Groups representing Michigan educators, doctors, cities, students and others warned Monday that a tax increase is needed or else budget cuts to essential services will endanger citizens.
"We have to have some revenue," said Don Gilmer, Kalamazoo County's administrator and a former state budget director under Gov. John Engler.
Gilmer spoke at a Capitol news conference held by a consortium of universities, health associations and cities that calls itself the Michigan Fiscal Responsibility Project. The groups have seen reductions in state funding in recent years and could face additional cuts because state government is facing an $800 million deficit in this year's budget.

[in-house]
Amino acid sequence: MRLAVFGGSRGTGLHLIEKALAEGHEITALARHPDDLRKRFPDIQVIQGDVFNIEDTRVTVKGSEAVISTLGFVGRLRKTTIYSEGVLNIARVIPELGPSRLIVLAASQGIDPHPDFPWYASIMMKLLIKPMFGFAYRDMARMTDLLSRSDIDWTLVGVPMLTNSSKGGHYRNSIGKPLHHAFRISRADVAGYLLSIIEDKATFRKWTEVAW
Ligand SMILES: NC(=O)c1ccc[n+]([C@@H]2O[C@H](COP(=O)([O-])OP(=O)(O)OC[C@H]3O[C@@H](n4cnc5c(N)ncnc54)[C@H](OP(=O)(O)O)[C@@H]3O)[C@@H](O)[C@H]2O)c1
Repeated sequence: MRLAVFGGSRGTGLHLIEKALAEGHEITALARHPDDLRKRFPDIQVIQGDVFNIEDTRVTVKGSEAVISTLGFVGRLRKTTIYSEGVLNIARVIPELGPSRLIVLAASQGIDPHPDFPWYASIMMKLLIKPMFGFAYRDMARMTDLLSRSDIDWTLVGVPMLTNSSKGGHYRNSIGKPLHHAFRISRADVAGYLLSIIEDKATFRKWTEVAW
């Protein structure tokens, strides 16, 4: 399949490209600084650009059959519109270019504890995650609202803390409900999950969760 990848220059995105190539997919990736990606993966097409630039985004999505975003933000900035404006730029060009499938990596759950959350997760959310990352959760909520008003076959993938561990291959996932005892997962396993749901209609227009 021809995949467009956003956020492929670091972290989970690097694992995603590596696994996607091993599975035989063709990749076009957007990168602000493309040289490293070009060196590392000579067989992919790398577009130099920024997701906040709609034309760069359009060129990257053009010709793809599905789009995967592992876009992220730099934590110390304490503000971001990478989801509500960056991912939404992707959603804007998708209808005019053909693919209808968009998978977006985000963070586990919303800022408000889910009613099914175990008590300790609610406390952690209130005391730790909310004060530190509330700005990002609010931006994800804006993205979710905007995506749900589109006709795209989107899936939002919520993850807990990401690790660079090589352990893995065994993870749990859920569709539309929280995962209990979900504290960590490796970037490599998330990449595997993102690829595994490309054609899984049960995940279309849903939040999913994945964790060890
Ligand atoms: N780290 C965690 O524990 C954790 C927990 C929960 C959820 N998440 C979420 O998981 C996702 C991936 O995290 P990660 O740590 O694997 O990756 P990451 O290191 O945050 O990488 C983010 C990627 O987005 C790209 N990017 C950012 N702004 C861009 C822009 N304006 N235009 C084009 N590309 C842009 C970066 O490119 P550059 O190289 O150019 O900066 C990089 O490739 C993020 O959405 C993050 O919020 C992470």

Dan Nowiski, a senior at Central Michigan University, said less state funding for universities is hurting higher education in Michigan.
"It means more student debt. It means a bigger financial burden on parents. It means students are dropping out of college," he said. "That's not something I want."
Unless Gov. Jennifer Granholm and the Legislature act by June 1, K-12 public schools stand to lose $116 per student, and doctors and hospitals will get less for treating low-income patients on Medicaid.
Granholm and Democrats say a tax hike is needed along with spending cuts and government reforms. Republicans are against higher taxes.